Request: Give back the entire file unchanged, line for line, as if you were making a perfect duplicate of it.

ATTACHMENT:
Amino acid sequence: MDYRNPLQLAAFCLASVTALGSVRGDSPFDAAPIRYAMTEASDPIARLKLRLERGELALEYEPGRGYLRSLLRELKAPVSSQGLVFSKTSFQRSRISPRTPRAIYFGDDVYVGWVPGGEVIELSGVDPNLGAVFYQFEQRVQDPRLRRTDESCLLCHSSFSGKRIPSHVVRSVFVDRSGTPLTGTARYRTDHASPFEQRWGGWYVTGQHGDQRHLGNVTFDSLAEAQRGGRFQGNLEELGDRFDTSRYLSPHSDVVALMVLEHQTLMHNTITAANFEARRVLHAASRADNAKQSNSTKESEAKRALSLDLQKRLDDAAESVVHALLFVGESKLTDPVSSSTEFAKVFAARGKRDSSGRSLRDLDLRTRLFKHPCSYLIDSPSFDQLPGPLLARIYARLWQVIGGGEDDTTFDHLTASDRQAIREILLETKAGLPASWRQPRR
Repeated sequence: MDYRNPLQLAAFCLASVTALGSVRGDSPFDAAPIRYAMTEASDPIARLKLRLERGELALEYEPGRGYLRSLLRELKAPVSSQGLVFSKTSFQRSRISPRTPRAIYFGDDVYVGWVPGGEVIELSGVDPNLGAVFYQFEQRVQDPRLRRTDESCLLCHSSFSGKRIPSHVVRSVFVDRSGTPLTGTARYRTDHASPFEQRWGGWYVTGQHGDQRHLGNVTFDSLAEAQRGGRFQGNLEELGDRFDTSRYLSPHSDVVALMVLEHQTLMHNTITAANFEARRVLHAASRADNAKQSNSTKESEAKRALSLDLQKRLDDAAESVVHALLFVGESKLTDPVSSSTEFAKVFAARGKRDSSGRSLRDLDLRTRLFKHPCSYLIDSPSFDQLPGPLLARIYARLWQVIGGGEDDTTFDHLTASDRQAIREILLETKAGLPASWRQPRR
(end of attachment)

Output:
Amino acid sequence: MDYRNPLQLAAFCLASVTALGSVRGDSPFDAAPIRYAMTEASDPIARLKLRLERGELALEYEPGRGYLRSLLRELKAPVSSQGLVFSKTSFQRSRISPRTPRAIYFGDDVYVGWVPGGEVIELSGVDPNLGAVFYQFEQRVQDPRLRRTDESCLLCHSSFSGKRIPSHVVRSVFVDRSGTPLTGTARYRTDHASPFEQRWGGWYVTGQHGDQRHLGNVTFDSLAEAQRGGRFQGNLEELGDRFDTSRYLSPHSDVVALMVLEHQTLMHNTITAANFEARRVLHAASRADNAKQSNSTKESEAKRALSLDLQKRLDDAAESVVHALLFVGESKLTDPVSSSTEFAKVFAARGKRDSSGRSLRDLDLRTRLFKHPCSYLIDSPSFDQLPGPLLARIYARLWQVIGGGEDDTTFDHLTASDRQAIREILLETKAGLPASWRQPRR
Repeated sequence: MDYRNPLQLAAFCLASVTALGSVRGDSPFDAAPIRYAMTEASDPIARLKLRLERGELALEYEPGRGYLRSLLRELKAPVSSQGLVFSKTSFQRSRISPRTPRAIYFGDDVYVGWVPGGEVIELSGVDPNLGAVFYQFEQRVQDPRLRRTDESCLLCHSSFSGKRIPSHVVRSVFVDRSGTPLTGTARYRTDHASPFEQRWGGWYVTGQHGDQRHLGNVTFDSLAEAQRGGRFQGNLEELGDRFDTSRYLSPHSDVVALMVLEHQTLMHNTITAANFEARRVLHAASRADNAKQSNSTKESEAKRALSLDLQKRLDDAAESVVHALLFVGESKLTDPVSSSTEFAKVFAARGKRDSSGRSLRDLDLRTRLFKHPCSYLIDSPSFDQLPGPLLARIYARLWQVIGGGEDDTTFDHLTASDRQAIREILLETKAGLPASWRQPRR